October 19, 2016
Bob Dylan Nobel Takes #12 & 35
by Simon Reichley
As some of you may be aware, Bob Dylan was recently awarded the Nobel Prize in Literature. Because we blog mostly about book stuff, and since the Nobel Prize in Literature is usually awarded to people who have written books, we covered it. Which is to say, I covered it.
Then, we covered it again. Which is to say that my editor, Ian, took some issue with my original piece and decided to weigh in on the question of whether or not it was cool/chill/very nice that Bob Dylan was given yet another award. This is of course his prerogative.
While Ian felt my original article was an act of “aggression,” I think a considered review will show that we have similar feelings but divergent methods. I said, “At least part of [Dylan’s] art was made up of words, and therefore maybe literature.” Ian proposed, “Bob Dylan makes art out of words.” Tomato, töµátø. I felt it was impossible, or at least undesirable, to write more than 250 words on the subject. Ian felt that the intensity and purity of his appreciation for the work of Bob Dylan could not possibly be expressed in fewer than 900 words.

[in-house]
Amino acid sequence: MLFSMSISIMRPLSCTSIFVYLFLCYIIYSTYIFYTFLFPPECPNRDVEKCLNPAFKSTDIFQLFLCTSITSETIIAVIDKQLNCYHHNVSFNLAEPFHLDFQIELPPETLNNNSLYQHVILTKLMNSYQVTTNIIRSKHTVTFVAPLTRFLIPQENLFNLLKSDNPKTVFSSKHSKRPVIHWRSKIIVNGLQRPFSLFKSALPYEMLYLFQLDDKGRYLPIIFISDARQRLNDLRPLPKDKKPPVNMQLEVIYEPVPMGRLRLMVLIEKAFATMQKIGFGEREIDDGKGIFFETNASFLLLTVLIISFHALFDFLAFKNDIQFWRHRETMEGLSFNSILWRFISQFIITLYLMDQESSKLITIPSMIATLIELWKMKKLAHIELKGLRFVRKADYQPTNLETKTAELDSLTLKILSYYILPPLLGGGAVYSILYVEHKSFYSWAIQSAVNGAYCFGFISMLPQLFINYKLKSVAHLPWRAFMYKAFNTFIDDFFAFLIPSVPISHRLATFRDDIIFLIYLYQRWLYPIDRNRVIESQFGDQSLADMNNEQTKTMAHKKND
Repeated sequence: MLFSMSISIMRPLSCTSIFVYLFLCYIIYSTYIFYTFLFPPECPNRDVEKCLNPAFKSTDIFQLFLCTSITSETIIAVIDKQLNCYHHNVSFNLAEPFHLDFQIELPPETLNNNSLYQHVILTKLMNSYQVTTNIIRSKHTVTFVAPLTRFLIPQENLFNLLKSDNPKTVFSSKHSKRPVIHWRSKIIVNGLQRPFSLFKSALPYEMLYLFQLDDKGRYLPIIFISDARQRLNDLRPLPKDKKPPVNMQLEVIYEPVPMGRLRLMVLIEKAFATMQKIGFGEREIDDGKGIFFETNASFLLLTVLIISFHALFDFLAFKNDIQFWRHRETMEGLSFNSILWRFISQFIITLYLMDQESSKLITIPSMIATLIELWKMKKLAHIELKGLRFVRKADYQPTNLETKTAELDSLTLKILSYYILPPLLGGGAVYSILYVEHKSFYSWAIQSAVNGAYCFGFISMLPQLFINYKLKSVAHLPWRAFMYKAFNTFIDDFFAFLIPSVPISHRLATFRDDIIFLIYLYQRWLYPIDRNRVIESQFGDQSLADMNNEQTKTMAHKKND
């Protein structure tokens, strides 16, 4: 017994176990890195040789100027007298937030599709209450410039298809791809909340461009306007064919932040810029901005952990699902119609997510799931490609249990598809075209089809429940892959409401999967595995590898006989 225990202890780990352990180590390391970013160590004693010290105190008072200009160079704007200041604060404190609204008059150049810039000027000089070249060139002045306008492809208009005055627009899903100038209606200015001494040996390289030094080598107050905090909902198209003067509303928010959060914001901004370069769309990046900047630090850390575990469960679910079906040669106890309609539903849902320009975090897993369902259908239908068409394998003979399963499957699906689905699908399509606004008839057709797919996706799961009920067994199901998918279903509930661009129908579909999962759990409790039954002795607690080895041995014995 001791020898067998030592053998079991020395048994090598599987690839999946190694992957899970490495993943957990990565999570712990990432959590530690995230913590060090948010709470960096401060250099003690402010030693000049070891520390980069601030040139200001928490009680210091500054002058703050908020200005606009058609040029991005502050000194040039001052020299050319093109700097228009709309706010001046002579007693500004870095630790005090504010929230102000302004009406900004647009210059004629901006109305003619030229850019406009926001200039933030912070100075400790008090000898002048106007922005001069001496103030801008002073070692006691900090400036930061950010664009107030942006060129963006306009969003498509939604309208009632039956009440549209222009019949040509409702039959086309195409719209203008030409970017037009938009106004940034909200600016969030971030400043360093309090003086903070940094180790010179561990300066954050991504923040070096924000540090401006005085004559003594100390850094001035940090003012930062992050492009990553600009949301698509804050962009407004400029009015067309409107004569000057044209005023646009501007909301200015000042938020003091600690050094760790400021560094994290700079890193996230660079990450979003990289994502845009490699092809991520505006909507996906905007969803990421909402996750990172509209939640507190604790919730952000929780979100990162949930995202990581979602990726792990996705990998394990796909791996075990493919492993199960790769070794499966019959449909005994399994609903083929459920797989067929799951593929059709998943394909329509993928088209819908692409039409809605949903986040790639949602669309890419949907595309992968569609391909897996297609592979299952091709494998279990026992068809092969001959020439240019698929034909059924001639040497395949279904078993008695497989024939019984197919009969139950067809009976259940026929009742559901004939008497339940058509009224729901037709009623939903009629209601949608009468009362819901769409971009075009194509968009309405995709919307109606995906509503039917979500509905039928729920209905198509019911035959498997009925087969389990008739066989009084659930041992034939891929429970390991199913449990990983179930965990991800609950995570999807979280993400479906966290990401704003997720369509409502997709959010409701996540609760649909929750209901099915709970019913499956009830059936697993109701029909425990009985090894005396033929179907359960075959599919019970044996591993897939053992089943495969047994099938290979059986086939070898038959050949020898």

I tried to take a reasoned and judicious approach to the issue, recognizing that there are two sides to the debate. He instructed people to “keel over and die” after listening to “Love Minus Zero/No Limit.”
The point is that everyone is entitled to their take. So, what’s Dylan’s?
According to a report by Ben Sisario and Alexandra Alter in the New York Times (and seconded by the Guardian, Esquire, and others), Dylan has failed to respond in any way to overtures made by the Nobel Prize committee. Apparently, he is too busy performing in Las Vegas and opening for the Rolling Stones at the Empire Polo Club in Indio, CA. (For what it’s worth, Mick Jagger thinks that “Bob is like our own Walt Whitman.”)
Sara Danius, the secretary of the Nobel committee, commented on the unprecedented situation on Swedish radio, saying, “I have called and sent emails to his closest collaborator and received very friendly replies” and “I think he will show up.” So, seems like it could go either way.
Given all the bluster and insanity surrounding the award, perhaps a stony silence is the most appropriate response.
Editor’s note: The Rolling Stones should be the ones opening for Dylan. Obviously.
Simon Reichley is the rights and operations manager at Melville House.